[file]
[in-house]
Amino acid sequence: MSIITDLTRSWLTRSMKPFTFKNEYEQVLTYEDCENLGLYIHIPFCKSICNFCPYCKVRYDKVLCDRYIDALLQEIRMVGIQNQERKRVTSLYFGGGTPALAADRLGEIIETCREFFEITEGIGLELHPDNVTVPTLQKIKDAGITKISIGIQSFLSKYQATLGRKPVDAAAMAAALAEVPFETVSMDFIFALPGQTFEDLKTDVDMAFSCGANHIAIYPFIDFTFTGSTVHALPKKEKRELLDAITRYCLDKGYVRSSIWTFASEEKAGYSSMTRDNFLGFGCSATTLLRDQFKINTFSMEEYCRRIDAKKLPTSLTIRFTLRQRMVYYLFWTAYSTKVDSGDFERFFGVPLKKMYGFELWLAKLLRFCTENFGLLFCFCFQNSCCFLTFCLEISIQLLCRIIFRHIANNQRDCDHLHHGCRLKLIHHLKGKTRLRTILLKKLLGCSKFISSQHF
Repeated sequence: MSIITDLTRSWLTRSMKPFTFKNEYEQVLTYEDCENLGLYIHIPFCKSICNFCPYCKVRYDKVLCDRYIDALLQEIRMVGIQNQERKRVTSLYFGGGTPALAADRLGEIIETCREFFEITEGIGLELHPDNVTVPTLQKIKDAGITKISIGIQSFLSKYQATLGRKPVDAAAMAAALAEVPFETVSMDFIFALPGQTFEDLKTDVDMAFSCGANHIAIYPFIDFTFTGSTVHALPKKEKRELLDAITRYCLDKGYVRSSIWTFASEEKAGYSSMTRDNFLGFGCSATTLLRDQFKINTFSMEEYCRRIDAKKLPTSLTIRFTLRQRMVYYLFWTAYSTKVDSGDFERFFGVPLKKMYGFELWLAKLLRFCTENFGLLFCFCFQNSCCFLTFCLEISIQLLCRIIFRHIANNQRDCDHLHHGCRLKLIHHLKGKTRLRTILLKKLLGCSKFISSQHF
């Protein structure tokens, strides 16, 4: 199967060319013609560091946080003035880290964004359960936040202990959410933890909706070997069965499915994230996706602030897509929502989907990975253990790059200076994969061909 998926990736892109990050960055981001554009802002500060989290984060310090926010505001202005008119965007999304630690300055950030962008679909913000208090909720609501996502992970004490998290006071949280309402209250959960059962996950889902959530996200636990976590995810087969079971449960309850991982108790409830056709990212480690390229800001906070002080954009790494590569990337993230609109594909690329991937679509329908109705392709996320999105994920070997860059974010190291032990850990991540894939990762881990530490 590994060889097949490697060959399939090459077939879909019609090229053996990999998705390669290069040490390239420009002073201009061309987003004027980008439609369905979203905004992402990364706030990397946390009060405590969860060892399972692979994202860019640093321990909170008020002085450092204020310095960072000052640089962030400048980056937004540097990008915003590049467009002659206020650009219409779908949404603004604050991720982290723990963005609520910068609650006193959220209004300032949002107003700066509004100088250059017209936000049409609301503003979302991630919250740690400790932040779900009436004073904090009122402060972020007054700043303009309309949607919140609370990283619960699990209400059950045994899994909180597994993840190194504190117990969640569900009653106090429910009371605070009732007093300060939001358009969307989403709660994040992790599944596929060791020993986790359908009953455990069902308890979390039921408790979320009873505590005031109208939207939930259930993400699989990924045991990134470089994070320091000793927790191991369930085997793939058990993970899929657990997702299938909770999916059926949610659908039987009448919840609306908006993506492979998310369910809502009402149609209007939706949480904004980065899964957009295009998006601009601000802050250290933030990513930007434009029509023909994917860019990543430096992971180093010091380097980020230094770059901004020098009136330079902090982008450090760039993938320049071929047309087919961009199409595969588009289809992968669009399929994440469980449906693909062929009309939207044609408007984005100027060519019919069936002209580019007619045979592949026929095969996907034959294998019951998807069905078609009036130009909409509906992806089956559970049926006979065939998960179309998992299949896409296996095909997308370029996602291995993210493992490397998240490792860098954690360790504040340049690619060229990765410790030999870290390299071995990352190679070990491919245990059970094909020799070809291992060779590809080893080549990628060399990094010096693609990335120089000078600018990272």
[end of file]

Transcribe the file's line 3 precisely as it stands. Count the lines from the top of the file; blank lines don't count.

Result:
Repeated sequence: MSIITDLTRSWLTRSMKPFTFKNEYEQVLTYEDCENLGLYIHIPFCKSICNFCPYCKVRYDKVLCDRYIDALLQEIRMVGIQNQERKRVTSLYFGGGTPALAADRLGEIIETCREFFEITEGIGLELHPDNVTVPTLQKIKDAGITKISIGIQSFLSKYQATLGRKPVDAAAMAAALAEVPFETVSMDFIFALPGQTFEDLKTDVDMAFSCGANHIAIYPFIDFTFTGSTVHALPKKEKRELLDAITRYCLDKGYVRSSIWTFASEEKAGYSSMTRDNFLGFGCSATTLLRDQFKINTFSMEEYCRRIDAKKLPTSLTIRFTLRQRMVYYLFWTAYSTKVDSGDFERFFGVPLKKMYGFELWLAKLLRFCTENFGLLFCFCFQNSCCFLTFCLEISIQLLCRIIFRHIANNQRDCDHLHHGCRLKLIHHLKGKTRLRTILLKKLLGCSKFISSQHF